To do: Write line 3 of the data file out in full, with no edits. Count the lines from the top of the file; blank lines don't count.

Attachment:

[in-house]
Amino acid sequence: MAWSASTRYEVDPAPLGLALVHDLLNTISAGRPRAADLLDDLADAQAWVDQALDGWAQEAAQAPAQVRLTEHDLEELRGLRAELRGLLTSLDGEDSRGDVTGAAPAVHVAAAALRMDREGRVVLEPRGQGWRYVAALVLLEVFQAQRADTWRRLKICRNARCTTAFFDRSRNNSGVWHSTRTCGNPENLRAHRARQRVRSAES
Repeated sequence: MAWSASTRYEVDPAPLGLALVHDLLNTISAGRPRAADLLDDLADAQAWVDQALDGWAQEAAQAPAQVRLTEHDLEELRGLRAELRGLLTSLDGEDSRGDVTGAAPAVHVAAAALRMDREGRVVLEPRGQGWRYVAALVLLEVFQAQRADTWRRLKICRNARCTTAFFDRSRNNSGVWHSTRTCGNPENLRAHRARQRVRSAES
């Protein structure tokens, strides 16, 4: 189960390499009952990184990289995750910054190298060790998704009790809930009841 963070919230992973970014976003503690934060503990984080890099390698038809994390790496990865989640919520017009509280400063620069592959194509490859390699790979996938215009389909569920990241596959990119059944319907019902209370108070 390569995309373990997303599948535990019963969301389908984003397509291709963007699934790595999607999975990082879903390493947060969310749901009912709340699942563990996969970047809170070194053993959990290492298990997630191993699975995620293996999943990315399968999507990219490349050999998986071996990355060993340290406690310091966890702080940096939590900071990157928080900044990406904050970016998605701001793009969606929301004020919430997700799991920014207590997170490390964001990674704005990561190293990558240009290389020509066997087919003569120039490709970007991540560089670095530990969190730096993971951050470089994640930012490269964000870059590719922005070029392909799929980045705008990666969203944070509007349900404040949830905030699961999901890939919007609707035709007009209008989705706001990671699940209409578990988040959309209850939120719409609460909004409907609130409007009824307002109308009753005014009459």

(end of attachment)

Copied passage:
Repeated sequence: MAWSASTRYEVDPAPLGLALVHDLLNTISAGRPRAADLLDDLADAQAWVDQALDGWAQEAAQAPAQVRLTEHDLEELRGLRAELRGLLTSLDGEDSRGDVTGAAPAVHVAAAALRMDREGRVVLEPRGQGWRYVAALVLLEVFQAQRADTWRRLKICRNARCTTAFFDRSRNNSGVWHSTRTCGNPENLRAHRARQRVRSAES